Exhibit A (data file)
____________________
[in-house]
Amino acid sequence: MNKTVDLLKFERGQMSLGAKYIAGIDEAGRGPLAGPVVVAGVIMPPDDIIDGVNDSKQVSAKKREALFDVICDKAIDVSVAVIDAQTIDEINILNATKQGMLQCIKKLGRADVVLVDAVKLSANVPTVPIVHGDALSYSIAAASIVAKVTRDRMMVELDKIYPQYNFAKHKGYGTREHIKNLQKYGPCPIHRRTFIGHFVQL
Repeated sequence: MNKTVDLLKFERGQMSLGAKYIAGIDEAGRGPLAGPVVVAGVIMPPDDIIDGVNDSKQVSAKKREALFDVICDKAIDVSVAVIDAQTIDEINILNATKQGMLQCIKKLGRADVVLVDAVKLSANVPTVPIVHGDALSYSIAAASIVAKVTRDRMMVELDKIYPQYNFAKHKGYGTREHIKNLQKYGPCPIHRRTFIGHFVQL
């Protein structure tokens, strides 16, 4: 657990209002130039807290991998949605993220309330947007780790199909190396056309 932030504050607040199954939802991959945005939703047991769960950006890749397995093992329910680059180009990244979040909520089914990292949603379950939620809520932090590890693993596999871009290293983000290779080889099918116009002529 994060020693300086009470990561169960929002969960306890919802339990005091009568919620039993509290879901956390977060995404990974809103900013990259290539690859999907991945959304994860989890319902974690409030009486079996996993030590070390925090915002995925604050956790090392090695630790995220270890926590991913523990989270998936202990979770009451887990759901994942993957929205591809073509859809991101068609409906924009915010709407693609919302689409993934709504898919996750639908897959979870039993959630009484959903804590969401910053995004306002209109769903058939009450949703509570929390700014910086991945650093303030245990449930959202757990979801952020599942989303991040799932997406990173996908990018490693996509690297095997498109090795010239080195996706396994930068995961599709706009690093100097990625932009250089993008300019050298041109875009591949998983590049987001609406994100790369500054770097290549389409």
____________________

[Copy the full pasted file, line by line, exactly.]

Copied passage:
[in-house]
Amino acid sequence: MNKTVDLLKFERGQMSLGAKYIAGIDEAGRGPLAGPVVVAGVIMPPDDIIDGVNDSKQVSAKKREALFDVICDKAIDVSVAVIDAQTIDEINILNATKQGMLQCIKKLGRADVVLVDAVKLSANVPTVPIVHGDALSYSIAAASIVAKVTRDRMMVELDKIYPQYNFAKHKGYGTREHIKNLQKYGPCPIHRRTFIGHFVQL
Repeated sequence: MNKTVDLLKFERGQMSLGAKYIAGIDEAGRGPLAGPVVVAGVIMPPDDIIDGVNDSKQVSAKKREALFDVICDKAIDVSVAVIDAQTIDEINILNATKQGMLQCIKKLGRADVVLVDAVKLSANVPTVPIVHGDALSYSIAAASIVAKVTRDRMMVELDKIYPQYNFAKHKGYGTREHIKNLQKYGPCPIHRRTFIGHFVQL
């Protein structure tokens, strides 16, 4: 657990209002130039807290991998949605993220309330947007780790199909190396056309 932030504050607040199954939802991959945005939703047991769960950006890749397995093992329910680059180009990244979040909520089914990292949603379950939620809520932090590890693993596999871009290293983000290779080889099918116009002529 994060020693300086009470990561169960929002969960306890919802339990005091009568919620039993509290879901956390977060995404990974809103900013990259290539690859999907991945959304994860989890319902974690409030009486079996996993030590070390925090915002995925604050956790090392090695630790995220270890926590991913523990989270998936202990979770009451887990759901994942993957929205591809073509859809991101068609409906924009915010709407693609919302689409993934709504898919996750639908897959979870039993959630009484959903804590969401910053995004306002209109769903058939009450949703509570929390700014910086991945650093303030245990449930959202757990979801952020599942989303991040799932997406990173996908990018490693996509690297095997498109090795010239080195996706396994930068995961599709706009690093100097990625932009250089993008300019050298041109875009591949998983590049987001609406994100790369500054770097290549389409």